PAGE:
In 2011—two years into Cutler’s new deal and the first year of available cap hit data on Spotrac—Cutler carried a cap hit of just $9.5 million. That was the 42nd-highest mark in the league and the 11th-highest among quarterbacks. The following year, Cutler was tied for ninth at the position and 43rd leaguewide, just behind Bears linebacker Brian Urlacher. Cutler’s production in the early years of his deal never matched that of the top QBs in the league, but he also wasn’t paid like one. Chicago’s financial folly in regard to Cutler wouldn’t come until later.
Now for the Cutler Apology Tour. Belaboring this point would lead readers to accuse me of being a delusional fan incapable of facing the reality that Cutler was an infuriating, mistake-prone quarterback who sabotaged the Bears’ chances more often than he elevated them. But some key context has been lost over the years. Following his interception-filled 2009 campaign, Cutler turned in a string of solid seasons for Chicago without much of a supporting offensive cast to lean on. As the Bears went 11-5 in 2010 (thanks largely to a defense that allowed just 17.9 points per game), Cutler’s top two receivers were Devin Hester—whom Chicago was still trying to force into a role on the offense—and speedster Johnny Knox. By that point, offensive coordinator Mike Martz had done all he could to limit star tight end Greg Olsen’s role. Martz’s system also consistently put his QB in harm’s way. Cutler was sacked a league-high 52 times that season. Even if you remove the October game against the Giants in which he was sacked 10 times (and a record nine times in the first half), Cutler still would have led the league in sacks taken. The Bears’ two starting offensive tackles in 2010, rookie seventh-round pick J’Marcus Webb and botched free-agent acquisition Frank Omiyale, graded out as two of the worst pass-blocking tackles in the league.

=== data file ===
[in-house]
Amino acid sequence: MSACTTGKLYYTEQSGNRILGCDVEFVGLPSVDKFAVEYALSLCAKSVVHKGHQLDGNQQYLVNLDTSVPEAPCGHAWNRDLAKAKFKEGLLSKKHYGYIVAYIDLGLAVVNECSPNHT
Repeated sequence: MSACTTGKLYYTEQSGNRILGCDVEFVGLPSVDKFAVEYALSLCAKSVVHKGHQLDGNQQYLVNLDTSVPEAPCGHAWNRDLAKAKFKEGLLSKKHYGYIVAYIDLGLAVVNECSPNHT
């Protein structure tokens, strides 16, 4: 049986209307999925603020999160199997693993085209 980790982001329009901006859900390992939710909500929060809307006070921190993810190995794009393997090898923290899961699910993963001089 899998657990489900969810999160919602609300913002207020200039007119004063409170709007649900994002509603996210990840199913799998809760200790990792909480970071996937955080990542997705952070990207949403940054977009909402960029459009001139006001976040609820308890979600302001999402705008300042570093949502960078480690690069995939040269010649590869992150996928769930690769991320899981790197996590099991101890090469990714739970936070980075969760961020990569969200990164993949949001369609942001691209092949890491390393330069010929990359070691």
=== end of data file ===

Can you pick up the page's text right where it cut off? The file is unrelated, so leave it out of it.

The punishment Cutler took that year was relentless, which is why the guff he took for sitting out during the second half of the following January’s NFC title game always seemed misguided. A sprained knee sidelined Cutler against Green Bay, and the Caleb Hanie–led Bears lost to the Packers in a 21-14 heartbreaker. Cutler’s injury and the ensuing result were one of several sliding-doors moments from his tenure in Chicago. The following season the Bears started 6-3 heading into a Week 11 clash with the Chargers at Soldier Field. Chicago was nursing a 31-20 lead and on its way to gaining a stranglehold on the NFC wild-card race when Cutler threw an interception in the left flat to Antoine Cason. To prevent a pick-six, Cutler hurled his body toward Cason and knocked him out of bounds at the 16-yard line. While the Bears held on for the win, it was a pyrrhic victory. Cutler’s right thumb was broken; he’d miss the final six games of the season, a stretch that saw the Bears lose five straight and their playoff chances under Hanie.
Another 10-6 season followed, but yet another year without a playoff berth cost Lovie Smith his job. Then came the truly devastating mistake of the Cutler era. Even as backup quarterback Josh McCown performed admirably in the injured Cutler’s stead under first-year head coach Marc Trestman in 2013, the Bears elected to hand Cutler a seven-year, $126.7 million contract extension in 2014. Gone were the days of Cutler’s tolerable cap hits. That fall, his $18.5 million cap figure was the sixth-highest in the league. Fewer than 12 months after signing Cutler to the deal, general manager Phil Emery, along with Trestman, was fired.
For many, the Cutler era in Chicago is a punch line that includes cigarettes and stories at the urinal. Even amid all the interceptions and misanthropy, though, it’s hard to look at the trade a decade later and think that the Bears made the wrong move. It wasn’t Angelo’s fault that Emery decided to hand Cutler a massive extension rather than snag one of the several promising QBs available with the 14th overall pick in 2014 (Teddy Bridgewater, Derek Carr, and Jimmy Garoppolo, to name a few). When Angelo made the move in 2009, he did so with nearly a century of shoddy QB play in the rearview mirror, for a franchise desperate to fill the most important position in sports.
I won’t say that I remember the Jay Cutler era in Chicago fondly. But revisionist history won’t taint my memories of rejoicing on that day in April 2009. If I could go back, I’d make the trade again every single time.